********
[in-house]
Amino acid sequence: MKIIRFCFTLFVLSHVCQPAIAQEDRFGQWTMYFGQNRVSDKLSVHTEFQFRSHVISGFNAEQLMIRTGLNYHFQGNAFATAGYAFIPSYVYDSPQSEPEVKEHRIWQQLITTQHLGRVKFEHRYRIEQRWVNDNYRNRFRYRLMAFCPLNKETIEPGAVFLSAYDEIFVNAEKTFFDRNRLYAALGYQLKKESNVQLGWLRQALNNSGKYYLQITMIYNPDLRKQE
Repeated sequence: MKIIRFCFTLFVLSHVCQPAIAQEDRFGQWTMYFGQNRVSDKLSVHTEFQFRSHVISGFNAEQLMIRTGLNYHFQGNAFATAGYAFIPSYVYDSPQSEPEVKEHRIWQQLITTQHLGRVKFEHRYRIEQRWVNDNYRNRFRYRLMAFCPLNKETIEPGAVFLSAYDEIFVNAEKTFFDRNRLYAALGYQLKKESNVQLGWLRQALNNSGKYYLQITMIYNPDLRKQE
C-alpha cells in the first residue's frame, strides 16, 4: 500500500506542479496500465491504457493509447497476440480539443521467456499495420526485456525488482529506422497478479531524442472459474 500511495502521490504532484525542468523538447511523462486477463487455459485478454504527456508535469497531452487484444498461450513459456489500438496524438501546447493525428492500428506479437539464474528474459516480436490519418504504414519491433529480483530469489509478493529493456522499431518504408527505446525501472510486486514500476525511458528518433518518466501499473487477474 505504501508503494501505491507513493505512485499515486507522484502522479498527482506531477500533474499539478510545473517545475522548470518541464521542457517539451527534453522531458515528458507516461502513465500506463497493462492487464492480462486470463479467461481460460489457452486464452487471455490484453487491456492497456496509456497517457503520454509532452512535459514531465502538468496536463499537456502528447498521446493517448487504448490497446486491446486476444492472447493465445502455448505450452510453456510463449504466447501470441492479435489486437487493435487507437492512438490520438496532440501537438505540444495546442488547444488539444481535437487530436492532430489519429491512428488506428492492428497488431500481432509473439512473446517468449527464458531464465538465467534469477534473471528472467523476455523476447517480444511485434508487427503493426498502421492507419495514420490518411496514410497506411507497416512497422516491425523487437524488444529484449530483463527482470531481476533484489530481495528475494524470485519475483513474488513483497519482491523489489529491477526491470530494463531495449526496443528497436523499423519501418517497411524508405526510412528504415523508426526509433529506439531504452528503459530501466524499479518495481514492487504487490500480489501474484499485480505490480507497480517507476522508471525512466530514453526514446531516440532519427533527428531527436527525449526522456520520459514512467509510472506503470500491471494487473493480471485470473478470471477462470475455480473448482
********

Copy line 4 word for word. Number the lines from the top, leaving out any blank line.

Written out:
C-alpha cells in the first residue's frame, strides 16, 4: 500500500506542479496500465491504457493509447497476440480539443521467456499495420526485456525488482529506422497478479531524442472459474 500511495502521490504532484525542468523538447511523462486477463487455459485478454504527456508535469497531452487484444498461450513459456489500438496524438501546447493525428492500428506479437539464474528474459516480436490519418504504414519491433529480483530469489509478493529493456522499431518504408527505446525501472510486486514500476525511458528518433518518466501499473487477474 505504501508503494501505491507513493505512485499515486507522484502522479498527482506531477500533474499539478510545473517545475522548470518541464521542457517539451527534453522531458515528458507516461502513465500506463497493462492487464492480462486470463479467461481460460489457452486464452487471455490484453487491456492497456496509456497517457503520454509532452512535459514531465502538468496536463499537456502528447498521446493517448487504448490497446486491446486476444492472447493465445502455448505450452510453456510463449504466447501470441492479435489486437487493435487507437492512438490520438496532440501537438505540444495546442488547444488539444481535437487530436492532430489519429491512428488506428492492428497488431500481432509473439512473446517468449527464458531464465538465467534469477534473471528472467523476455523476447517480444511485434508487427503493426498502421492507419495514420490518411496514410497506411507497416512497422516491425523487437524488444529484449530483463527482470531481476533484489530481495528475494524470485519475483513474488513483497519482491523489489529491477526491470530494463531495449526496443528497436523499423519501418517497411524508405526510412528504415523508426526509433529506439531504452528503459530501466524499479518495481514492487504487490500480489501474484499485480505490480507497480517507476522508471525512466530514453526514446531516440532519427533527428531527436527525449526522456520520459514512467509510472506503470500491471494487473493480471485470473478470471477462470475455480473448482